Drugs strain ties between Punjab alliance partners
The winter chill sweeping Punjab these days is also making the political relations between ruling alliance partners, the Shiromani Akali Dal and the Bharatiya Janata Party (BJP), frosty.chandigarh Updated: Dec 30, 2014 16:39 IST
The winter chill sweeping Punjab these days is also making the political relations between ruling alliance partners, the Shiromani Akali Dal and the Bharatiya Janata Party (BJP), frosty. The growing threat from narcotics, and its political and social implications, has become the latest standoff point between both sides.
The BJP, which is the junior partner in the alliance government that has been running Punjab since 2007, has stepped up its pressure tactics on the drugs issue. First, Prime Minister Narendra Modi initiated the BJP's tactical move by mentioning the drugs problem facing the nation and pointedly mentioned the rampant abuse of drugs in Punjab.
The Akali Dal hit back with chief minister Parkash Singh Badal and his son and deputy chief minister Sukhbir Singh Badal, who is also the Akali Dal president, writing letters to the prime minister and the union home minister blaming the Border Security Force (BSF) for failing to curb the smuggling of heroin into Punjab through the Afghanistan-Pakistan route.
The Akali Dal, in a clear game of one-upmanship over the BJP, has decided to hold protests January 5 against the BSF in the state's border belt of Amritsar, Gurdaspur and Ferozepur districts. Sukhbir Badal, who as Punjab's home minister is supposed to ensure security of the state, will be leading the protests against the BSF which guards the 553-km long international border between India and Pakistan in Punjab.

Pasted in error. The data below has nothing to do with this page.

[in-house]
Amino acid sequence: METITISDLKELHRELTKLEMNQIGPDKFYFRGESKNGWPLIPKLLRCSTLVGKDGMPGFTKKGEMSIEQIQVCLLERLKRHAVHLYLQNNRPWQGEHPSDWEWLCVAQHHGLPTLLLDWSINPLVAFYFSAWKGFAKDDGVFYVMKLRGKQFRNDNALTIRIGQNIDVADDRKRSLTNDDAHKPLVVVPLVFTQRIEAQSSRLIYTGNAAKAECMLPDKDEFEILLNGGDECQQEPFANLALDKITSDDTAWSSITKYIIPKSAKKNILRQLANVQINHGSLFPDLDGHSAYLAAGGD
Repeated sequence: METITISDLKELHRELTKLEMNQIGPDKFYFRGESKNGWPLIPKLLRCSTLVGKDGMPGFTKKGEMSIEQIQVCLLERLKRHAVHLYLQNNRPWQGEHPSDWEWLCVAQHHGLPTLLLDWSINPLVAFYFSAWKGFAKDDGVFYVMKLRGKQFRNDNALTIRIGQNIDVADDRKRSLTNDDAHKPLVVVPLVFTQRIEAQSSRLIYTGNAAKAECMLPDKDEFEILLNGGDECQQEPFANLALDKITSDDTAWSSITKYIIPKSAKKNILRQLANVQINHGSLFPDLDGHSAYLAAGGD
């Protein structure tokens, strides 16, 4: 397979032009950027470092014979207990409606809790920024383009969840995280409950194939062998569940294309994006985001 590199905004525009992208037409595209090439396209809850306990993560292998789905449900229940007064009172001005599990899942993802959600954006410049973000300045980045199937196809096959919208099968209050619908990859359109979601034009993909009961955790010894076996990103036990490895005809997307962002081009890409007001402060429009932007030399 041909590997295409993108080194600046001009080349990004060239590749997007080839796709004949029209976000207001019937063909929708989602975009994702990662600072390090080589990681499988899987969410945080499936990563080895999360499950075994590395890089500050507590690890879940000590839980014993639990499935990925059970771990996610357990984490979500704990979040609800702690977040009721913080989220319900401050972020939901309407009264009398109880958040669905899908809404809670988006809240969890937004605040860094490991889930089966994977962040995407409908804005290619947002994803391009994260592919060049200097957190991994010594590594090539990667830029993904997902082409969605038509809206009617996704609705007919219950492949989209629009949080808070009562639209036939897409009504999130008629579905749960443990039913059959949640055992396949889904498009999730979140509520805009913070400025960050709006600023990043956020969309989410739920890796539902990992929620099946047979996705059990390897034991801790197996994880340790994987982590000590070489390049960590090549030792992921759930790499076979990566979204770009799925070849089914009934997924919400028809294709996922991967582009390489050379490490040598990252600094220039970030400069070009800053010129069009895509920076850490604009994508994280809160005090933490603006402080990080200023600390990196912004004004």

The Akali Dal protests were timed just ahead of BJP national president Amit Shah's rally in Amritsar against drugs scheduled for January 12.
While the Akali Dal leadership wants to gain sympathy through its protests, it is clearly hiding the fact that Punjab's drugs problem is not from the heroin being smuggled into Punjab but from the state's own home-grown drugs industry.
The Akalis have conveniently forgotten that the Punjab Police last year busted an international racket of synthetic drugs worth Rs.6,000 crore ($945 million). None of these drugs, or medicines being misused by drug users, was coming from Pakistan. Did the BSF have anything to do with the synthetic drugs?
The posturing between the alliance partners has not been over the issue of drugs alone in recent weeks.
Last week, the state BJP president sought the resignation of Punjab's powerful Revenue Minister Bikram Singh Majithia after the latter was summoned by the Enforcement Directorate (ED) for his links with certain NRIs whose names figured in money laundering from the synthetic drugs racket.
The summons of the ED, which is under the union finance ministry of the BJP-led government at the centre, was seen by the Akalis as an attempt to corner the top Akali Dal leadership.
Majithia, the younger brother of union minister Harsimrat Badal and the person considered closest to Punjab's power deputy chief minister Sukhbir Badal, was questioned by the ED for over four hours.
The Akali Dal recently took on the centre after a flip-flop on the issue of giving enhanced compensation to the victims of the 1984 anti-Sikh riots.
The Akalis have also taken pot shots at the Modi government for not helping the state with a financial package and also over the recent mess in payment of paddy procurement and not enhancing the minimum support price (MSP) for wheat and paddy.
The posturing from both sides is a clear indicator that things are certainly not smooth politically. The BJP is certainly aiming big at the January 2017 assembly polls and it will only be a matter of time before a break-point comes in the "forever" relationship.